By Ronnie Ellis
CNHI News Service
The prospective state Senate President and Speaker of the House Friday were noncommittal about reaction to recommendations to create $690 million in new state revenues through tax reform.
Democratic Speaker of the House Greg Stumbo, D-Prestonsburg, said he wants to examine the proposals by Gov. Steve Beshear’s Blue Ribbon Commission on Tax Reform further but said it includes at least some things he favors.
Sen. Robert Stivers, R-Manchester, who has been chosen by Republican Senators to be the next Senate President, said he hadn’t seen any details of the recommendations except those listed in media accounts.
“I have not seen the tax commission’s final recommendations and I don’t know if they are in final form,” Stivers said Friday. There are only things released to the press about tobacco tax, reducing the amount of exemptions (for taxing pensions). Those are about the only two things I’ve heard.”
The commission, chaired by Lt. Gov. Jerry Abramson, made a number of recommendations but chief among them are to lower individual and corporate income taxes from 6 percent to 5.8 percent; limit the amount of income exemption which pensioners can claim to $30,000; raise cigarette and tobacco taxes; extend the sales tax to selected services; and to offer a 15 percent Earned Income Tax Credit for the low-income, working poor.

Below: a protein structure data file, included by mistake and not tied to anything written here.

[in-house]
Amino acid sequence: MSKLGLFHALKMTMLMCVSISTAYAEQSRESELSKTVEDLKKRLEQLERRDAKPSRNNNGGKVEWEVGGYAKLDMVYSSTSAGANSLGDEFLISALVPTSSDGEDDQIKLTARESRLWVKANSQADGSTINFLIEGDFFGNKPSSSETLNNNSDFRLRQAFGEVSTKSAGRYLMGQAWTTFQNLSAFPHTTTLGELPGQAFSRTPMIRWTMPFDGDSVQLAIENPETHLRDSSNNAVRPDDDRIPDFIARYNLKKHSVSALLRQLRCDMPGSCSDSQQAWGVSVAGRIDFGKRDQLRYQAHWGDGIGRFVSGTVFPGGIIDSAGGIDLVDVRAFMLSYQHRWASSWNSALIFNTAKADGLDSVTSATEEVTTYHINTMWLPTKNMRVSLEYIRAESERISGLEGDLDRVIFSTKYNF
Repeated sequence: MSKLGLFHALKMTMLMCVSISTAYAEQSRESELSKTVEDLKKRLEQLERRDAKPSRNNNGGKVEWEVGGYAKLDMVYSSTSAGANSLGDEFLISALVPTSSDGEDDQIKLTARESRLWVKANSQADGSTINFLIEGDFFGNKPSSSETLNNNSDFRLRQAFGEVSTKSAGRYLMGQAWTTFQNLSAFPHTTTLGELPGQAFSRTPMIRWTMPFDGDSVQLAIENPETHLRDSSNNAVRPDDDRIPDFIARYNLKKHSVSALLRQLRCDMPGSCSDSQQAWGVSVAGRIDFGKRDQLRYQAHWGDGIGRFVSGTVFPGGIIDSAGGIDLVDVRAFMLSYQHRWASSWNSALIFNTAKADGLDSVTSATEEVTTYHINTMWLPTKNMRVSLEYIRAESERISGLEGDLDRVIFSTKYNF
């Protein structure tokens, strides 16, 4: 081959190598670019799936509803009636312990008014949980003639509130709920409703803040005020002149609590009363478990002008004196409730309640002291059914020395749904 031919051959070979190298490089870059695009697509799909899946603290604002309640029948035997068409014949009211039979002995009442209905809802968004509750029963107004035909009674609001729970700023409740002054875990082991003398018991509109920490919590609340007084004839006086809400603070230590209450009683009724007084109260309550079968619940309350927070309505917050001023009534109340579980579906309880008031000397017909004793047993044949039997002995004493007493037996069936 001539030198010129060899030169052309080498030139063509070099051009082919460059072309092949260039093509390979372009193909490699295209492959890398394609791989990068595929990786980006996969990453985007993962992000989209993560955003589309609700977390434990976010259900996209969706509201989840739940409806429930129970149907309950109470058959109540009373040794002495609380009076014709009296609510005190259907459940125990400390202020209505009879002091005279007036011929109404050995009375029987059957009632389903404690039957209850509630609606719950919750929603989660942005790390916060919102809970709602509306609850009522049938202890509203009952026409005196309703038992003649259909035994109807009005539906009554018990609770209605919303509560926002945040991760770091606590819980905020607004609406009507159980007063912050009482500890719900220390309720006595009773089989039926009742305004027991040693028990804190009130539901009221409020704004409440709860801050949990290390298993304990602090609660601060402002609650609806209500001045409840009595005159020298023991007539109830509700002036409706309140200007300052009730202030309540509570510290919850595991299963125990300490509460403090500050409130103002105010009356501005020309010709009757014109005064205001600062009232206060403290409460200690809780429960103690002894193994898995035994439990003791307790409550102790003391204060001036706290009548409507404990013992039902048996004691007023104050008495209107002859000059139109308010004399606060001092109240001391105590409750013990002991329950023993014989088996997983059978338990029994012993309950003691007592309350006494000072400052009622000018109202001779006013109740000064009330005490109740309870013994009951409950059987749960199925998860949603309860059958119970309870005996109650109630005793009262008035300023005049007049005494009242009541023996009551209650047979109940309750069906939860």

The General Assembly will also face a recommendation to up its contribution to state employee pension funds to more than $300 million in the next budget, which makes the additional revenue more tempting for lawmakers. But any form of new taxes also creates fear among lawmakers who must seek re-election every two or four years.
Asked if he thought the recommended amount had a chance of approval by the Senate, Stivers said any such measure is required by the constitution to start in the House and noted that Stumbo has previously called for the commission to issue “bold recommendations.”
“The better question is to go ask Greg if that’s bold enough for him,” Stivers said. “I don’t know if the House thinks that’s bold enough.”
Stivers said, however, that the Republican Senate thinks the state faces more of a spending problem than a revenue problem.
Stumbo issued a statement Friday that said he’s looking forward to examining the commission’s final report.
“I know Gov. Beshear has asked all of us to keep an open mind, and I believe members of the House will do just that,”Stumbo said. “It has some recommendations I have long favored, such as corporate tax reduction and an earned income credit.”
But Stumbo said again he does not believe any additional tax burden should be borne by the state’s lower-income and middle classes.
Abramson said Thursday he expects to deliver the commission’s final, written report to Beshear on Monday.
Ronnie Ellis writes for CNHI News Service and is based in Frankfort. Reach him at email@example.com. Follow CNHI News Service stories on Twitter at www.twitter.com/cnhifrankfort.